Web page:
State House Speaker Frank Chopp, D-Seattle, a veteran poverty warrior from Fremont Nation, is generally thought to be not just the most powerful speaker in memory but the most powerful political figure in the state. Powerful enough to intimidate both the governor and the barons of the Legislature.
He also moves in invisible ways, thus throwing media off his track. But now that the 2008 legislative session is over, some traces of his style and priorities are showing up. It's an unedifying picture of one man and inflexible rule, but also one where Chopp's core values of helping the poor motivate most of what he does.
Chris McGann of the Seattle Post-Intelligencer digs into the role of Chopp in the Sonics story. As is now clear, the Steve Ballmer group trying to save the basketball team and KeyArena, through orchestration by Mayor Greg Nickels, had been working closely with Chopp and the governor since December. Apparently a script had been worked out (a familiar one from the past) whereby the deal was put together backstage, so as not to stir up opponents, and was to have been run in the closing moments of the short 60-day session.
Instead, Chopp declared in the waning days that this was all too last-minute and couldn't be passed this year. Something along the same lines happened to the Husky Stadium advocates, who thought they had a green light from Chopp and even got some warm words of near-endorsement, only to find the speaker (citing, as he usually does, "the caucus") declaring the idea dead for this session. The University of Washington folks say they will be back next session, and I suspect they will have to agree to sale of naming rights to reduce the ask from the state.
Was Chopp just being duplicitous? Could be. But there's another way of looking at the method in his maddening tactics. Chopp is forever trying to cobble together broad packages, in something of the time-honored practice (remember Jim Ellis's Forward Thrust packaging of sports/parks/transit in the 1960s?) of passing difficult measures by adding all kinds of unrelated goodies to get other supporters.
Here's Chopp's revealing explanation to McGann: "There was never any promise to produce legislation for KeyArena. We talked about the basic general idea of doing this thing for a variety of local needs and most likely to do it over the interim."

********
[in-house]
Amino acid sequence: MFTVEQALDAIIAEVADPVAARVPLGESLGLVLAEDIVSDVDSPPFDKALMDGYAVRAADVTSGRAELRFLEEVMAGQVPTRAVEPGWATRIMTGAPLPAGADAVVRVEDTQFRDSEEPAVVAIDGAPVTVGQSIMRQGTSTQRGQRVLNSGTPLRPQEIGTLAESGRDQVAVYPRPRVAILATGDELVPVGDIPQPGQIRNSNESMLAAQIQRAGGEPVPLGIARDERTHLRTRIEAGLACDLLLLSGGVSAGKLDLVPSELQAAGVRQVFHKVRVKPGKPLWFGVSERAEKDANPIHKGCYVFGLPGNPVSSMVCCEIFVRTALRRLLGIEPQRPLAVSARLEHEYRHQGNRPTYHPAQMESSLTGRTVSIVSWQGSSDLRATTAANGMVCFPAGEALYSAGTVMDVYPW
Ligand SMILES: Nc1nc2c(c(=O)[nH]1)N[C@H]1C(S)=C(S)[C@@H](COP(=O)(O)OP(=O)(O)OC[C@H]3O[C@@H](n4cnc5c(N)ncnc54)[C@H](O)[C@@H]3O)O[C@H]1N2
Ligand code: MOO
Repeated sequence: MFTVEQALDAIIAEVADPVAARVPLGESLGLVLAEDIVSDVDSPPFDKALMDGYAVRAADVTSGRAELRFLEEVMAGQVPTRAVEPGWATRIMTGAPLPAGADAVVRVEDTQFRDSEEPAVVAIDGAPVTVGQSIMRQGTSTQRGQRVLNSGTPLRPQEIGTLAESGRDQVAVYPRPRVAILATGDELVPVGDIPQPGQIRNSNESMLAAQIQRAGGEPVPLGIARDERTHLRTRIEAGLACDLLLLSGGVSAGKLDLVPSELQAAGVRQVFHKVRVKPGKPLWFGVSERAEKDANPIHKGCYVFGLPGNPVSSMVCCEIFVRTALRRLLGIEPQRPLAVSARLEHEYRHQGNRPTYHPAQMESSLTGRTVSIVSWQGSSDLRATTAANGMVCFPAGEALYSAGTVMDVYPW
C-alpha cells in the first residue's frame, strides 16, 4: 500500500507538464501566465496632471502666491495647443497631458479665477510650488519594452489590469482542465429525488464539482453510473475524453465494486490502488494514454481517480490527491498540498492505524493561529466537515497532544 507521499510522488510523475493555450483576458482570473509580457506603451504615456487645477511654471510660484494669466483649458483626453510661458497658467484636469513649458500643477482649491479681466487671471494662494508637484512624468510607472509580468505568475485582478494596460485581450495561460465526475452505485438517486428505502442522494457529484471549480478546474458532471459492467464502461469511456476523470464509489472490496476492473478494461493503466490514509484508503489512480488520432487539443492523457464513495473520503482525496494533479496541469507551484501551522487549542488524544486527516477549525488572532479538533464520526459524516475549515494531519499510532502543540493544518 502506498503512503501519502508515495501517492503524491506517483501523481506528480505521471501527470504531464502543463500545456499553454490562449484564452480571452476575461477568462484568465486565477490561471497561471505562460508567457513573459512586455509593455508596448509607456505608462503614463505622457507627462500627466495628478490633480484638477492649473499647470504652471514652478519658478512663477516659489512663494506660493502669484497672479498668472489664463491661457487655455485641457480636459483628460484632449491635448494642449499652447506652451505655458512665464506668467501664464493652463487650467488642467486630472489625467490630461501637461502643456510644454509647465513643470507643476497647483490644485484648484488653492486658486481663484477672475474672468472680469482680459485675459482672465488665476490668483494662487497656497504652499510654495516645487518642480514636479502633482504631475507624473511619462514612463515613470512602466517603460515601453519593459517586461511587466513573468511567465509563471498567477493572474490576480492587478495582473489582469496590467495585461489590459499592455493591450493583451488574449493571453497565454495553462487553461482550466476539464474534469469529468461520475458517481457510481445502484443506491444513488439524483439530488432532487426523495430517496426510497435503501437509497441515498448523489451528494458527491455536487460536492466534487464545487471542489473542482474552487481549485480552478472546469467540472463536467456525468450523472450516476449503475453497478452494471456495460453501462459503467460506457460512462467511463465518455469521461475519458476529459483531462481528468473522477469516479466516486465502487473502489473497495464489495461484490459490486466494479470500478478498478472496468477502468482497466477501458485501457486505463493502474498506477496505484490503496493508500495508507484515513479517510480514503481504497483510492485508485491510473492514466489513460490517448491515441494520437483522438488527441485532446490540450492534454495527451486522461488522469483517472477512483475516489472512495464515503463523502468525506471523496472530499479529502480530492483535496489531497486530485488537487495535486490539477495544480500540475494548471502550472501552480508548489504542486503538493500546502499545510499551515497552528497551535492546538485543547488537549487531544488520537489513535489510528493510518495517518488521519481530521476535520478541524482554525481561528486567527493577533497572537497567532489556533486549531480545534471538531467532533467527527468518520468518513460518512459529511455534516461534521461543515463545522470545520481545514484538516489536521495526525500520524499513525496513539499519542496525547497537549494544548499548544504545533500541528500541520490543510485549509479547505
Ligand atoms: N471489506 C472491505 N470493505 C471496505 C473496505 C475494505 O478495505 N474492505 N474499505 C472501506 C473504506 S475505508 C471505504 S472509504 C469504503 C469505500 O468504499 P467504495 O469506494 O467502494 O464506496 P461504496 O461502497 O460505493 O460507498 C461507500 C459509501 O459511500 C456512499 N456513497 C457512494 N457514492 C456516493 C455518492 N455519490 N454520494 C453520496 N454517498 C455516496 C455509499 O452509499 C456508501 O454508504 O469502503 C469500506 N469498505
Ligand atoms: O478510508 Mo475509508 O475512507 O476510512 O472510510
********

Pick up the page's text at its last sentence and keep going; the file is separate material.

The "variety of local needs," it turns out, included Husky Stadium, Seattle Center and KeyArena (probably without the Sonics), Puget Sound cleanup, King County arts, amateur sports, and low-income housing. A committee during "the interim" (meaning when the Legislature is not in session and reporters are less in evidence) will carve up the benefit package in quiet during the coming year, doubtless with Chopp keeping a sharp eye on the dealmaking. It's the classic way a political boss rewards and punishes. And it keeps the tax-raising until after the 2008 election, where Gov. Chris Gregoire might face a tough challenge.
The heart of the political matter here is the great big pot of stadium-related and visitor taxes that are coming up for grabs, as Safeco Field, the Kingdome, and Qwest Field are paid off. That puts millions of dollars per year in play, even though the hotels, restaurants, bars, and rental car companies were "promised" that the taxes, which all fall on their customers, were going to expire when paid.
So here's a chance to expand benefits, gladden the hearts of recipient groups, all without (technically) raising taxes. No Democratic speaker is going to miss that chance. Nor is he going to let powerful interests (like UW football or Sonic saviors) jump the gun and pick off their plum early.
In turn, this explanation of wanting to do a grand deal (backstage, of course) is at least as plausible as the political motivation of punting all tough decisions to past the 2008 election.